Juan E. Méndez is President Emeritus of the International Center for Transitional Justice. A native of Lomas de Zamora, Argentina, Mr. Méndez has dedicated his legal career to the defense of human rights and has a long and distinguished record of advocacy throughout the Americas. As a result of his involvement in representing political prisoners, the Argentinean military dictatorship arrested him and subjected him to torture and administrative detention for more than a year. During this time, Amnesty International adopted him as a "Prisoner of Conscience." After his release from detention in the late 1970s, Mr. Méndez moved to the United States.
For 15 years, he worked with Human Rights Watch, concentrating his efforts on human rights issues in the western hemisphere. In 1994, he became general counsel of Human Rights Watch, with worldwide duties in support of the organization's mission, including responsibility for the organization's litigation and standard-setting activities. From 1996 to 1999, Mr. Méndez was the executive director of the Inter-American Institute of Human Rights in Costa Rica, and between October 1999 and May 2004 he was professor of Law and director of the Center for Civil and Human Rights at the University of Notre Dame, Indiana. Between 2000 and 2003 he was a member of the Inter-American Commission on Human Rights of the Organization of American States, and served as president in 2002. In July 2004, Mr. Méndez was appointed the United Nations special adviser on the prevention of genocide, a post that was complementary to his full-time position as the president of the ICTJ. Mr. Méndez served as special adviser until March 31, 2007.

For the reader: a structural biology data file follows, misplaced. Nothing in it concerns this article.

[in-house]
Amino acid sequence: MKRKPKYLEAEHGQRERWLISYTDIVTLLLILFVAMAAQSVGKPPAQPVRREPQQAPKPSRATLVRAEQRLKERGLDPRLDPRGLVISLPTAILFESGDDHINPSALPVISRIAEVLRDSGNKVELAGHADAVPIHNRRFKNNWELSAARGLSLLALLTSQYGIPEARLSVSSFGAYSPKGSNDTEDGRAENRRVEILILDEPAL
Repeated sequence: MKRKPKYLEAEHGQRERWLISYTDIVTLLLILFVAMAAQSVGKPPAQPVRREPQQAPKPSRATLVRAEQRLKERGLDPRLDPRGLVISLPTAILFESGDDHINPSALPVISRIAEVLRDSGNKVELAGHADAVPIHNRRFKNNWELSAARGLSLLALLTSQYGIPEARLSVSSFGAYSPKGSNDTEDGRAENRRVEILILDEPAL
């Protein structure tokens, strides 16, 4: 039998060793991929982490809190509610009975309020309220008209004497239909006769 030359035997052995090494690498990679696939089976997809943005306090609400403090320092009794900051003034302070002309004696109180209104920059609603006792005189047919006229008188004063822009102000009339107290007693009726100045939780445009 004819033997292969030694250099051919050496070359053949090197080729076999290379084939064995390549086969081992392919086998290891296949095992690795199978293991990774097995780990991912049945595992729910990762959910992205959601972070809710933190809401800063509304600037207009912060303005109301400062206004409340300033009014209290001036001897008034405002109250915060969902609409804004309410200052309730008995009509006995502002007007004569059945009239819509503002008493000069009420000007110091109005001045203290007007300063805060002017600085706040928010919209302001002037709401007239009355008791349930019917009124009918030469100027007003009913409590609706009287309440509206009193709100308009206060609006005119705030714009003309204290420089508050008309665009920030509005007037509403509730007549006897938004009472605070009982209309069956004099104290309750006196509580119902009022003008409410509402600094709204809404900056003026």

Mr. Méndez is a member of the boards of directors of the Center for Justice and International Law, Global Rights, and the Open Society Justice initiative. He is on the board of advisors of the Social Science Research Council's Conflict Prevention and Peace Forum, and the advisory council of the American Bar Association Center for Human Rights. He has taught International Human Rights Law at Georgetown Law School and at the Johns Hopkins School of Advanced International Studies, and he teaches regularly at the Oxford Masters Program in International Human Rights Law in the United Kingdom. He is the recipient of several human rights awards, the most recent being the inaugural Monsignor Oscar A. Romero Award for Leadership in Service to Human Rights, presented by the University of Dayton in April 2000, and the Jeanne and Joseph Sullivan Award of the Heartland Alliance in May 2003. Mr. Méndez is a member of the bar of Mar del Plata and Buenos Aires, Argentina, and the District of Columbia, US. He earned a JD from Stella Maris University in Argentina and a certificate from the American University, Washington College of Law.
In Their Words
"Accountability for abuses of the recent past is very important for transparency, for confidence in institutions, for settling disputes about what has happened and what has not happened."